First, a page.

Soon we hit two-lane Route 20 and headed west. At about 2 a.m. three sailors jumped onto the road in front of our car. I locked the brakes, threw everyone about and then woke up! NO SAILORS. I drove all the way to Hanover and did not fall asleep after that. (Brought Forrest Adams home a set of mechanics tools and he provided all the gas we could use on my final stay in Hanover.)

Once again I was taken to a train which would take me away from my loved ones. To go east, one had to change trains in Chicago and depots. Our train from Chicago was late and it was run all the way. When I got to Dearborn station the line for the train was over a city block long. While standing in line, a lieutenant with a good looking gal on his arm came up and said, “Soldier, are you married?” I said, “Yes, sir.” He said, “Good, so am I, and this is my wife, see to it that she gets a seat on this train as she is headed for home, I’m being shipped out.” I said, “Yes, sir, so am I.” When the gate opened we ran, pushed, shoved and made it onto a car. Think it was the third car from the steam engine. She got the last seat so I sat in the opening between cars all the way to the East coast. Soot and cinders about had me covered up. I looked just like a Quartermaster black man. Dry cleaners could not get my clothing clean, so I had to get new ones.

Was advised that we were on hold and the other 40 percent of the Company had yet to take leave. I ran right in to the Smith family to see if the room was still vacant, it was. Called Betty and she came on the first train. These were our last few days together prior to going overseas.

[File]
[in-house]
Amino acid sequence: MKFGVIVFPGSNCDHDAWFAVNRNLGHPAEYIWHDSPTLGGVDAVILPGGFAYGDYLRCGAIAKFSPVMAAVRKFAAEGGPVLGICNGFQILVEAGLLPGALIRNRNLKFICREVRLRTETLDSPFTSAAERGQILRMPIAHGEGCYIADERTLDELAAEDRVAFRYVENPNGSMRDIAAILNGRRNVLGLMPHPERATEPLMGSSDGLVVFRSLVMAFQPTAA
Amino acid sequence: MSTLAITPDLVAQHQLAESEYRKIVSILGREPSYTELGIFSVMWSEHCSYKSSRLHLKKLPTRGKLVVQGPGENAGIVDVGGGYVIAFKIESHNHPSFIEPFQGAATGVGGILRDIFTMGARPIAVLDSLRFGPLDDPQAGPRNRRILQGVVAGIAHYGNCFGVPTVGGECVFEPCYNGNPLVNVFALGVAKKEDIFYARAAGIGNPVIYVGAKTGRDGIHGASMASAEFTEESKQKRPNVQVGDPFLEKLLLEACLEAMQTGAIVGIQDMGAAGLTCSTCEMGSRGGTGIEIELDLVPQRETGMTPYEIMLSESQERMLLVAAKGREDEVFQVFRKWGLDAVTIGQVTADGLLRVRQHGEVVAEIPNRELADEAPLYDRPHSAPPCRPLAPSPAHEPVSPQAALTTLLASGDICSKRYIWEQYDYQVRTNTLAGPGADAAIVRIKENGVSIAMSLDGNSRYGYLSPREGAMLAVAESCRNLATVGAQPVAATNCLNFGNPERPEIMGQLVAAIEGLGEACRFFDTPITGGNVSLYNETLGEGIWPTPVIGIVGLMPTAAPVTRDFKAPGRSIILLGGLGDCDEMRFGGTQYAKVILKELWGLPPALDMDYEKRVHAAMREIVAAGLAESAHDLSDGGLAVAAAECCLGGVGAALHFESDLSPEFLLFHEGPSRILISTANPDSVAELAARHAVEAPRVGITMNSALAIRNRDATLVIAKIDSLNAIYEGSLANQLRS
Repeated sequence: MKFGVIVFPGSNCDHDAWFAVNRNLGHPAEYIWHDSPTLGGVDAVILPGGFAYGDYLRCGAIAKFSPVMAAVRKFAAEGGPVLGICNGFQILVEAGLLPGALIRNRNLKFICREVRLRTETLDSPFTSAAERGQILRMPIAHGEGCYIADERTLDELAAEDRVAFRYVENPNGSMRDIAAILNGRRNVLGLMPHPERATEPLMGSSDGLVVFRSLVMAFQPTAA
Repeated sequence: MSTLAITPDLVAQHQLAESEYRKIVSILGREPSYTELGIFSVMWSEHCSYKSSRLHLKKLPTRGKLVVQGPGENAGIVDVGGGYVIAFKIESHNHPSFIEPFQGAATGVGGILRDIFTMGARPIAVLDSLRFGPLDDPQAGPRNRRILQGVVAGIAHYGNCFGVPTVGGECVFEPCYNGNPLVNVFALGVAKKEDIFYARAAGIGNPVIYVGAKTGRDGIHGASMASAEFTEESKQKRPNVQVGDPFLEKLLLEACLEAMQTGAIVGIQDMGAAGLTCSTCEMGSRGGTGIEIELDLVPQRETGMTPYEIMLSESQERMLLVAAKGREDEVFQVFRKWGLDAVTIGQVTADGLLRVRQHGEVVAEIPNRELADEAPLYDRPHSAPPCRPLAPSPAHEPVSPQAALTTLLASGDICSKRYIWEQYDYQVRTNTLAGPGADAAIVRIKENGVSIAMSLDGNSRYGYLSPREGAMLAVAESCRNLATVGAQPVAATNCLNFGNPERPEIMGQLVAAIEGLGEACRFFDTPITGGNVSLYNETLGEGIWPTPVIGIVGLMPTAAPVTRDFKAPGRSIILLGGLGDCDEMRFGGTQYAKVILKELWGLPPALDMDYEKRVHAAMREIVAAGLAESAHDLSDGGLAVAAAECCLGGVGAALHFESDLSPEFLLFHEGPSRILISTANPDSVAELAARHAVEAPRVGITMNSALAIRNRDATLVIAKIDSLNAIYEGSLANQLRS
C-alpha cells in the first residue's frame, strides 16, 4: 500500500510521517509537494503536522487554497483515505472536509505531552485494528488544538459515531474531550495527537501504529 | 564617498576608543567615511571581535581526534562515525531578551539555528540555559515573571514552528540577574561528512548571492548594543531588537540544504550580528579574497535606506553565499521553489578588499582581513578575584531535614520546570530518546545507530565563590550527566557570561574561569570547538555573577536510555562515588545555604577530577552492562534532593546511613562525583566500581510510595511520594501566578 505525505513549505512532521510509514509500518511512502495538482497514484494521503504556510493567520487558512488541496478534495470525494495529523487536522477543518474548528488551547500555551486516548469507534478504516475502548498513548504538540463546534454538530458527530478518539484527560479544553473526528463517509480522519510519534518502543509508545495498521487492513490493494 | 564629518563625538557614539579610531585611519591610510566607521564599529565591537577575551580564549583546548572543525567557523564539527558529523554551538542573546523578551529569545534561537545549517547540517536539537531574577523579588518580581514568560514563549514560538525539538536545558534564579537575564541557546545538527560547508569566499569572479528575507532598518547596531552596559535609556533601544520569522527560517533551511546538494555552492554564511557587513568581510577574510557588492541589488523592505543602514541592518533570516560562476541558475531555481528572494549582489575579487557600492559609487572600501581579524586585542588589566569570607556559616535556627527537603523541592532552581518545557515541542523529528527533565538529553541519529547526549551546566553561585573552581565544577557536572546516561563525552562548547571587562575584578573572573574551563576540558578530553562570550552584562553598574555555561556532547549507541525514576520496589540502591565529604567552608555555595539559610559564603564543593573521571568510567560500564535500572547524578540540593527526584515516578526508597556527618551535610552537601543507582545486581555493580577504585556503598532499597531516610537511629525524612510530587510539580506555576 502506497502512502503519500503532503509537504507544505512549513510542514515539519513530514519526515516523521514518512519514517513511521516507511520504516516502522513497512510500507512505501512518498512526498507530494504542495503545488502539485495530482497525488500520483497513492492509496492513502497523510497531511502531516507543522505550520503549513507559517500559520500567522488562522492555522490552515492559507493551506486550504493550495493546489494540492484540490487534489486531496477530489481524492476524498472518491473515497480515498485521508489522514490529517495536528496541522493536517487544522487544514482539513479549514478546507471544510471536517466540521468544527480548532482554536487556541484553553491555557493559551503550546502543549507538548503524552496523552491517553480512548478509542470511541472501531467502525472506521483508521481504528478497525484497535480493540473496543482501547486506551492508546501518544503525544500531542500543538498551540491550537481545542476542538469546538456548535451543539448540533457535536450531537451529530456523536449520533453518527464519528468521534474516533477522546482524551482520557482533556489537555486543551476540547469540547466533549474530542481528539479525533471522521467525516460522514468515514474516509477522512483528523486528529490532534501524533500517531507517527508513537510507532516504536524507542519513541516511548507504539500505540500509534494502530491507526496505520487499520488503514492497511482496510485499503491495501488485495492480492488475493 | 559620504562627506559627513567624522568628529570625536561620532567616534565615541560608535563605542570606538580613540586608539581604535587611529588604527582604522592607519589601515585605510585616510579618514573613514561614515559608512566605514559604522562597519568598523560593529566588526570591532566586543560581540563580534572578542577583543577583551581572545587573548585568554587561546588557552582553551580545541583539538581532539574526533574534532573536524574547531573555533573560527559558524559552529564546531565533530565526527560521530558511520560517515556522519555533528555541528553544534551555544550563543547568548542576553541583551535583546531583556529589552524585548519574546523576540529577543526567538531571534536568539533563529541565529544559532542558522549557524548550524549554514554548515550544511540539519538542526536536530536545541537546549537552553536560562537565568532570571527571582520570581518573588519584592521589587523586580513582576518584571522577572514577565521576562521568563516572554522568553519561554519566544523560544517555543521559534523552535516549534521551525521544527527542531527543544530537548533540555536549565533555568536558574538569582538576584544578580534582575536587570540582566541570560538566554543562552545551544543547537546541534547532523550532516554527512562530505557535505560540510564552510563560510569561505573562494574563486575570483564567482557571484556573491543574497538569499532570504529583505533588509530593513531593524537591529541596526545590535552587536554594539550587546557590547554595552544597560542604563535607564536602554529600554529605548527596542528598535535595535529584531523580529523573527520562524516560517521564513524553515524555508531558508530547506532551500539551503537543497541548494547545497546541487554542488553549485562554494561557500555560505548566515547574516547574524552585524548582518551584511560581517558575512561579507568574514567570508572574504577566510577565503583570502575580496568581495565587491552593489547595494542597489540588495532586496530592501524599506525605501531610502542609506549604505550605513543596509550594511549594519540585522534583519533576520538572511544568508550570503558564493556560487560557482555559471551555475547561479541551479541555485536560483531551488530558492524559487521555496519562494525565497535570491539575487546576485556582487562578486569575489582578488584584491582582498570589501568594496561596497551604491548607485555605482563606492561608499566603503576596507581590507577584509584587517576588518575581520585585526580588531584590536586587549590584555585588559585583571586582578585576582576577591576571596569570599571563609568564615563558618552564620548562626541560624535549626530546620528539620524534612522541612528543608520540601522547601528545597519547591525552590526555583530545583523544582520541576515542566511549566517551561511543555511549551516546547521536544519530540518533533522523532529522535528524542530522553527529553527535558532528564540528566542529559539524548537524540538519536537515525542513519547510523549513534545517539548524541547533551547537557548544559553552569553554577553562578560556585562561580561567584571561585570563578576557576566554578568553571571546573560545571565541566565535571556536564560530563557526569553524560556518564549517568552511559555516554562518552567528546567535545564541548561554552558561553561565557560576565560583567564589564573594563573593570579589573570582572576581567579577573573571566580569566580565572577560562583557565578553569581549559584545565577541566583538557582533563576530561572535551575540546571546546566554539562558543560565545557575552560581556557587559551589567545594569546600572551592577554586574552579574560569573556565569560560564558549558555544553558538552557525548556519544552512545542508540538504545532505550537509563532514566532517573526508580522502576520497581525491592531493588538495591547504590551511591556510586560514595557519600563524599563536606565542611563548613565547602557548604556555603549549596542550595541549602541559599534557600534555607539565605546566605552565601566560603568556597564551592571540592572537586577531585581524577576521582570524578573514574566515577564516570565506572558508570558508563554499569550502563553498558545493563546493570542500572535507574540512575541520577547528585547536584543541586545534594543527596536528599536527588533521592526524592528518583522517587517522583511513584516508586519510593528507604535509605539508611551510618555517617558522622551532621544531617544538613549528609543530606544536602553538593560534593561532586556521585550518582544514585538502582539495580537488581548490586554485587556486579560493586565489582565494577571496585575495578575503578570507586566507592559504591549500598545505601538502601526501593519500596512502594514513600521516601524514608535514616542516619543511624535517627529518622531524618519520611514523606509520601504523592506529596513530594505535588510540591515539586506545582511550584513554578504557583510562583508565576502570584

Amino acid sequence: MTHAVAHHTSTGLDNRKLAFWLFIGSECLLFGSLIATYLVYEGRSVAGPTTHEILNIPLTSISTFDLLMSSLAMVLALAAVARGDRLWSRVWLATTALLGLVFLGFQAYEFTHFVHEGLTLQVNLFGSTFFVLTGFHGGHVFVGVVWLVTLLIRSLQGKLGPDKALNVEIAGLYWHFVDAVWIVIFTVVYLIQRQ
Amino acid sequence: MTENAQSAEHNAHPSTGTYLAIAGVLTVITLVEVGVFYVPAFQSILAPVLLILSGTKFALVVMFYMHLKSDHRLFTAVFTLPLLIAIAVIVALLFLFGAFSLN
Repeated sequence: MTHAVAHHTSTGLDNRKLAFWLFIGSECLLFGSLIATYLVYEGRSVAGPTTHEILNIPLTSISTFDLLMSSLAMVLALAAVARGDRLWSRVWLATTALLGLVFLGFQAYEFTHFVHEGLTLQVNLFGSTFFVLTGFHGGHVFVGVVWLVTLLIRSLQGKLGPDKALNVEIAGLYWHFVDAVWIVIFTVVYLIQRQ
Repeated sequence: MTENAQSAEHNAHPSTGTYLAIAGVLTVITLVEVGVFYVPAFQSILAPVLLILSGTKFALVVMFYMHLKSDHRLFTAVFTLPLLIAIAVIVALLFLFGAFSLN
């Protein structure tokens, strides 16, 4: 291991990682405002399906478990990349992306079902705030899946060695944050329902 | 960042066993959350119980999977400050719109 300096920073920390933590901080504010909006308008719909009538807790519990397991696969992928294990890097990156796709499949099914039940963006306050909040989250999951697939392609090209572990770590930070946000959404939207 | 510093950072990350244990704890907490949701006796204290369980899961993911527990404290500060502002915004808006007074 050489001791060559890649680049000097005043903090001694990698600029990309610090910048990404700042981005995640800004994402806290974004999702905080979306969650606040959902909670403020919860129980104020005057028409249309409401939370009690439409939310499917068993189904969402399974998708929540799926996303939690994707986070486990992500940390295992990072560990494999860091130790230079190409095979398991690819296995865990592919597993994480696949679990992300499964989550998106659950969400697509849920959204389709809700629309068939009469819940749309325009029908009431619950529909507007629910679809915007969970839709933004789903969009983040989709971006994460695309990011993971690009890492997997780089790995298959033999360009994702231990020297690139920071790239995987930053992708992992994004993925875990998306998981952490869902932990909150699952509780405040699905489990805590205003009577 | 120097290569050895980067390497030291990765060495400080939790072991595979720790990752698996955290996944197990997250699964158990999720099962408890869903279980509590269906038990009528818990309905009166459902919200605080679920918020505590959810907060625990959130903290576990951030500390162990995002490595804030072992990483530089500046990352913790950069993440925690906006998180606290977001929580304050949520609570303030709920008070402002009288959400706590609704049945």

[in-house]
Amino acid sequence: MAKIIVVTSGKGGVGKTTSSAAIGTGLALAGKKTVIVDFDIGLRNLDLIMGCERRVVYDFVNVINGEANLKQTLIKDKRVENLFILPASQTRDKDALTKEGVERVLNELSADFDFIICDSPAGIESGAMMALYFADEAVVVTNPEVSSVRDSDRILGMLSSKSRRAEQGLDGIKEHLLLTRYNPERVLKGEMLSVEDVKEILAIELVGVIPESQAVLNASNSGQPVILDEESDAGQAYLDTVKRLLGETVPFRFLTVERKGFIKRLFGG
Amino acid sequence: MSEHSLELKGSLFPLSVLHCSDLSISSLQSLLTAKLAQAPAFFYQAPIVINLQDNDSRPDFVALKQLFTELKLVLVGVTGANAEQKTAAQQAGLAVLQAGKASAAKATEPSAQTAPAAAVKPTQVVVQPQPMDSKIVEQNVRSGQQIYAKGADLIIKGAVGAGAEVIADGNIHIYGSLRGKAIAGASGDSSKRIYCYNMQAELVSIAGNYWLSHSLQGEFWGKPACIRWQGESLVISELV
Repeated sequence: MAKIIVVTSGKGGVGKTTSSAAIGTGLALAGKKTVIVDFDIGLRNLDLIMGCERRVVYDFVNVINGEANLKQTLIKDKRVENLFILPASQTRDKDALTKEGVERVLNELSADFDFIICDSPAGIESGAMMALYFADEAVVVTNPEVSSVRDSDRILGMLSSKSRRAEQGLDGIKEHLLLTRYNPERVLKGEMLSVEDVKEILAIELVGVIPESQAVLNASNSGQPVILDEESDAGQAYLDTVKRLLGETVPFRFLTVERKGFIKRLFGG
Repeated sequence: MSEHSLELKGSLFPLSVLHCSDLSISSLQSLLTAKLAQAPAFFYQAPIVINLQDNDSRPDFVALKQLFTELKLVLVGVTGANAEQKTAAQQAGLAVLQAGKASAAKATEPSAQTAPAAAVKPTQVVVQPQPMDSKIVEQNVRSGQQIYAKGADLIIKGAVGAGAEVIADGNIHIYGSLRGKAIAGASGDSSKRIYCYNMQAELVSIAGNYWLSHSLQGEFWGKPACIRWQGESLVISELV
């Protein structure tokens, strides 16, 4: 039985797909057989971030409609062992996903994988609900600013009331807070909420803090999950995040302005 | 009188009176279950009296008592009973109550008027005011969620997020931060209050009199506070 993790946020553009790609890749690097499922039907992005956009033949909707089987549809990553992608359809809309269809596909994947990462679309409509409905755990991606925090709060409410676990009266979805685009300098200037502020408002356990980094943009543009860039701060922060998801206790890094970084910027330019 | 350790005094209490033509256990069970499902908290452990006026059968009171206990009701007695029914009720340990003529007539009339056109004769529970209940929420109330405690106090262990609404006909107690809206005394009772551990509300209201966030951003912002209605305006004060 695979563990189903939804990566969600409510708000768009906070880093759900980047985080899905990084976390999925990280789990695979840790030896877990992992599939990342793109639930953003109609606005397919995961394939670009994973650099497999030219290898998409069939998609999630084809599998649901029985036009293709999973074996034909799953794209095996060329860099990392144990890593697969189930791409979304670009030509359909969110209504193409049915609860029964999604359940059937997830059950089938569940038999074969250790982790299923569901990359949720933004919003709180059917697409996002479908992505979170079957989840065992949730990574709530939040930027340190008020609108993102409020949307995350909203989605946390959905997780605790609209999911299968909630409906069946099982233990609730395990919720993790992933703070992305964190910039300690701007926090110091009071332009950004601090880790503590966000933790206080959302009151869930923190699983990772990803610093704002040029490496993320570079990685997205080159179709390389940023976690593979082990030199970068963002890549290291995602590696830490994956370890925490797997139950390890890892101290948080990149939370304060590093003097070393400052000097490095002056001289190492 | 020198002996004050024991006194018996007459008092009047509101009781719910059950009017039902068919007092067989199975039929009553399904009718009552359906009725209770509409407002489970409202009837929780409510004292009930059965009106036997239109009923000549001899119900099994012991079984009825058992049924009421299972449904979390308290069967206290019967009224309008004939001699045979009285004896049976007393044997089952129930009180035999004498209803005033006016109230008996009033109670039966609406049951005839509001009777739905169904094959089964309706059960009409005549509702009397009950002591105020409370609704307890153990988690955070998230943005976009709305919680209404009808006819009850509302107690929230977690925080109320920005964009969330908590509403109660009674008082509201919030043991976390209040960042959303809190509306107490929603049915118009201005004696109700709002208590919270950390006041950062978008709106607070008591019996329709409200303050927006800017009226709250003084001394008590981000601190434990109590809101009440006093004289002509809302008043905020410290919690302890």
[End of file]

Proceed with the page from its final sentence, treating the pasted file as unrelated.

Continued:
Then the day came. Lt. Errington said, “Unangst, I am taking a jeep and going to town. If you want to go and say good-bye to Betty, be ready at dark.” So off we went, not through the gate but through the woods to a side road. We had to be back at dawn. Betty and I held each other through the night. At 5 a.m. it was back to camp. That day we finished loading on the rail cars and about 4 p.m. we were pulled into the rail yards in Fredericksburg. Do you know that Betty could see the train from the Smith’s place.

Camp Shanks, New York

As I recall, it was a very quiet train ride to Camp Shanks, New York. A few card games, some jokes. There was, however, quiet. Time to think of what lay ahead and of all that had taken place during my first year in the Army. Twelve months stateside—now you thought, how many months overseas, how long will the war last? Then there was the big thought—would we of the 111th all return when it was over?

Camp Shanks was a jumping off place. A place where all the plans had to jell. Think we THREE had one weekend in New York City. Remember going to the Paramount Theater and watching a young upstart, Frank Sinatra, sing. The bobby sock girls all wet their pants and passed out in the aisles. We were shown lot of GI films to get us all in the mood to go and meet the Germans. Our company cook did not get to cook at Camp Shanks and the food was awful. One thing I could not complain about was the mess in the 111th Ordnance Company. Our mess cooks did well. Except when there was not much to work with.